A well-managed 340B program that’s integrated with your retail pharmacy can generate millions of dollars in revenue while your specialty pharmacy is being built.
Avoiding negative reimbursements
One of the easiest ways to cause negative reimbursement is not paying attention to the 340B status of a particular dispense. Especially if you’re a DSH hospital, where you’re subject to the GPO prohibition — in which case, you’ll be hit with purchasing the drug at Wholesale Acquisition Cost, rather than on the 340B account, if it doesn’t qualify.
Performing prior authorizations (1 of 2)
Many PBMs will not pay for prescriptions right out of the gate, so there are a lot of hurdles you have to jump for payors, in order to get drugs covered. Even after a 340B specialty drug is covered, the copay can be very high — sometimes thousands of dollars.
Securing copay assistance for specialty drugs
Most patients can’t afford copays that high, so you need to know all the available options for copay assistance. There are manufacturer programs, and other assistance programs — including charity care and 340B pricing options That’s another benefit of having pharmacists embedded in the clinics where your patients are, because the pharmacists in those clinics are able to secure that assistance even before patients get to the specialty pharmacy.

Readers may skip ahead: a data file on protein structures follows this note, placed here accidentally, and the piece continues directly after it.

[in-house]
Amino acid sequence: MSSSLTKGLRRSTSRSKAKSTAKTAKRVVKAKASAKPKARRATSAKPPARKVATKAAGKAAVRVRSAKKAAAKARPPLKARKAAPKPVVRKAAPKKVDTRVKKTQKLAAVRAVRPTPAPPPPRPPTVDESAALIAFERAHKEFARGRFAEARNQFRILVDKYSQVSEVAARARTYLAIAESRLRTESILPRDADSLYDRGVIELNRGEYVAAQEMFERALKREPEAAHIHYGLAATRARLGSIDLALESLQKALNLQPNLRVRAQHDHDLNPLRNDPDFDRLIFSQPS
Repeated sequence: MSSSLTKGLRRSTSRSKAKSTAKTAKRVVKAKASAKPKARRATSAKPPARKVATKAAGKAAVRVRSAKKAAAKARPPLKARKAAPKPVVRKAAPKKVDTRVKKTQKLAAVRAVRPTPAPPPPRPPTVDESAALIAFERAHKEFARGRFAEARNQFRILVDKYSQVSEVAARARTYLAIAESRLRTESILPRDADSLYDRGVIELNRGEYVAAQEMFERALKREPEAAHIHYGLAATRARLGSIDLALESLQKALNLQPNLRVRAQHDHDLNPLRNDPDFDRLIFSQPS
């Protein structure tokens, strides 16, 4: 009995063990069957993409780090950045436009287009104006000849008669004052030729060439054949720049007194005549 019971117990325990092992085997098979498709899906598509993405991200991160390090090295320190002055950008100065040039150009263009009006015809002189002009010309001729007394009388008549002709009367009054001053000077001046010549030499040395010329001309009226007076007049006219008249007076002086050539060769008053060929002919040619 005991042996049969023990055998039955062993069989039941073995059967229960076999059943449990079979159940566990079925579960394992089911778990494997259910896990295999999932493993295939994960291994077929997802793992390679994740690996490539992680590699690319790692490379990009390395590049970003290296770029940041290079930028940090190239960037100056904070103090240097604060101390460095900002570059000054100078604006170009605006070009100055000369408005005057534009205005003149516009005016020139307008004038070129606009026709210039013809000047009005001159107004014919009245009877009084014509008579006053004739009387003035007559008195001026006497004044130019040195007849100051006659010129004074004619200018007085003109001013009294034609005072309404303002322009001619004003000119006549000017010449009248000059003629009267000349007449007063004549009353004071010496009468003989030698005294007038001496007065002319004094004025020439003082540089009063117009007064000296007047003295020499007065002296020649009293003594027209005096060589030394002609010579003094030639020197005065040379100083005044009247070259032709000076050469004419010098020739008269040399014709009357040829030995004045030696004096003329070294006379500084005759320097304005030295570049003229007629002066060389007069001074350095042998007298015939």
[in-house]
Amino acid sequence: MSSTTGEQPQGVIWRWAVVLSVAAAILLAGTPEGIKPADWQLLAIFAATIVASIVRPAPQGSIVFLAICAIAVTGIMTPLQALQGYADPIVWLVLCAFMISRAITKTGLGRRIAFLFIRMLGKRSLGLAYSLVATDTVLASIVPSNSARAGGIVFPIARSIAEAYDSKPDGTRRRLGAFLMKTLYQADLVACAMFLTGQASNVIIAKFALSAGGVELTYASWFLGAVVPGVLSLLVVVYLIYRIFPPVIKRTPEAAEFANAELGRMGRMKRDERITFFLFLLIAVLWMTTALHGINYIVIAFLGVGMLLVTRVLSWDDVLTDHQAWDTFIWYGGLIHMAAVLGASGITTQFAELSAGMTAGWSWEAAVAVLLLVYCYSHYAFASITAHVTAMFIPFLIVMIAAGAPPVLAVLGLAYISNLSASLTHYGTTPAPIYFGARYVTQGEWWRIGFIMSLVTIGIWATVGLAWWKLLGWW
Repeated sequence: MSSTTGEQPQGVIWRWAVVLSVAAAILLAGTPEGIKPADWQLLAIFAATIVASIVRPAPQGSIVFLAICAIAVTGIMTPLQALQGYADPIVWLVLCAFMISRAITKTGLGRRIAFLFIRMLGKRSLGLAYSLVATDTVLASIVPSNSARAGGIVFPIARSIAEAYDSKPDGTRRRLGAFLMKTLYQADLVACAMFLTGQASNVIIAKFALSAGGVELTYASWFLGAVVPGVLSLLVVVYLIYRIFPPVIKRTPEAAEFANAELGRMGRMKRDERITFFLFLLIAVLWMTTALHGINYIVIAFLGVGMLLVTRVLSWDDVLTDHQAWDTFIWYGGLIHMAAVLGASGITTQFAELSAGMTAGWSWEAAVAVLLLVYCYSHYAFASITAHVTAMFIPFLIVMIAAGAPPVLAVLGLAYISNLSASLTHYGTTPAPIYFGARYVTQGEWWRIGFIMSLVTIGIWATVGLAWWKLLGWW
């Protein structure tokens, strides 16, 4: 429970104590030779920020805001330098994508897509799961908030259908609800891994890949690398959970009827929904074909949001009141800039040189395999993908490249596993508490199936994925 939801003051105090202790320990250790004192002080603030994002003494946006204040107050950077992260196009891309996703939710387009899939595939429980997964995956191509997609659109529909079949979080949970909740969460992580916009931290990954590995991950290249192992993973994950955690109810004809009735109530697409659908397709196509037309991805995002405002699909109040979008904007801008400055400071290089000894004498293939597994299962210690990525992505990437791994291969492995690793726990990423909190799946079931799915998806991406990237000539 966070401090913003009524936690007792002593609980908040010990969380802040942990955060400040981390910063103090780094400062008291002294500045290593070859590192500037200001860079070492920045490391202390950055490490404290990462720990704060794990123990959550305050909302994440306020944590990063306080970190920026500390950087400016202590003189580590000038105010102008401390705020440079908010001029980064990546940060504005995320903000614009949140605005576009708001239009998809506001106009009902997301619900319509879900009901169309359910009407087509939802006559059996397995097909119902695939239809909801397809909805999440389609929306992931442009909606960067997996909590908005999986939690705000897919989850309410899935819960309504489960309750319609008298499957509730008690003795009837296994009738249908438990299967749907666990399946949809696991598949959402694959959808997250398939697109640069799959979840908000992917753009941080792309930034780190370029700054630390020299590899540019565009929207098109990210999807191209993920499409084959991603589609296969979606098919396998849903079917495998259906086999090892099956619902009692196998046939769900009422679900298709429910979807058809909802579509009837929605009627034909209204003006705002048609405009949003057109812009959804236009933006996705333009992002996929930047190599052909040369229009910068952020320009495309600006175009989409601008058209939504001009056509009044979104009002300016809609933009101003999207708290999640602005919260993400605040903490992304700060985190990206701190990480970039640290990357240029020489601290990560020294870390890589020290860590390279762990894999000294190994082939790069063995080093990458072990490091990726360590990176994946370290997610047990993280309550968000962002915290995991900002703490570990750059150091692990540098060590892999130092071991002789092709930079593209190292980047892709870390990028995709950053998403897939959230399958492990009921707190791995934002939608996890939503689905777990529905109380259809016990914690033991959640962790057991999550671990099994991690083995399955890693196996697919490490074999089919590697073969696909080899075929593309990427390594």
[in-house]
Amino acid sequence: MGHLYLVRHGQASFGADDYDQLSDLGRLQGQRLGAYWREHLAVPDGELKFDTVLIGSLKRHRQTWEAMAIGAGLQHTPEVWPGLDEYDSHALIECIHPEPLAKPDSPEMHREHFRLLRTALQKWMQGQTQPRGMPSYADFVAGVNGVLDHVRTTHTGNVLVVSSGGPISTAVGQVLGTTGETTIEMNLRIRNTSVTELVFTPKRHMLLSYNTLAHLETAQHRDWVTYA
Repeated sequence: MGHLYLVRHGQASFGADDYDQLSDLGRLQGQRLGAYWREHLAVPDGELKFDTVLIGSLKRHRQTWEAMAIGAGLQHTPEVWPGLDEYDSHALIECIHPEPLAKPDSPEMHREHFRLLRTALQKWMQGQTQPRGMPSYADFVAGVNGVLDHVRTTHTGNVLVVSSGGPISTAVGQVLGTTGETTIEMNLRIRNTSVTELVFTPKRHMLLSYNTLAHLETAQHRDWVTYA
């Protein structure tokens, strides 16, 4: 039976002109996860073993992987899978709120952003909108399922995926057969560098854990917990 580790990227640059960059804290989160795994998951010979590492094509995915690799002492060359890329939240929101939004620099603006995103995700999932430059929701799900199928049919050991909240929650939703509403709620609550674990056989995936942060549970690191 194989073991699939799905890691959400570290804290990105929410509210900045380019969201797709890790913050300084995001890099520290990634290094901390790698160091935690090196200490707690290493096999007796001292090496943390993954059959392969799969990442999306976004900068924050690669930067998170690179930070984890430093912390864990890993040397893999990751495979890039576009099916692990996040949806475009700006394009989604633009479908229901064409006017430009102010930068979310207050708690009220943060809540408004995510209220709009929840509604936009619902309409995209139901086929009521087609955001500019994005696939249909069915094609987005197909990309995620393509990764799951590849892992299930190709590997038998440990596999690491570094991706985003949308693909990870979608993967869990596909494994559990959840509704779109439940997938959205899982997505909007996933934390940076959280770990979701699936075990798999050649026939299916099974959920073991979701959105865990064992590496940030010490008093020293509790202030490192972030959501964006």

Performing prior authorizations (2 of 2)
Your specialty pharmacists need to know how to perform prior authorizations, making sure that prescriptions are going to be paid for, and that patients can afford them. Ideally, before any patient gets to the specialty pharmacy, there’s been a conversation with the pharmacist dispensing the drug — to ensure that they’re able to fill the patient’s prescriptions, and the remaining patient copay is something the patient can afford.
Creating a strong retail / specialty pharmacy relationship
Very often, patients have prescriptions from both a hospital’s retail pharmacy and its specialty pharmacy. Having both ensures that those patients get all their prescriptions, with no delays on either. Both pharmacy teams should know what the other is doing, as far as providing for those patients — even to the point of combining prescriptions in single shipments.
Addressing patient questions about their specialty medications
Often, patients can get answers from their retail pharmacists. For high-complexity specialty meds, patients would be connected with a clinical pharmacist familiar with their disease states. Your clinical pharmacists should also speak with patients before each refill, to answer questions and check for medication effectiveness and side effects.
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We take-on all the risk, so you’re never exposed to even the potential for loss.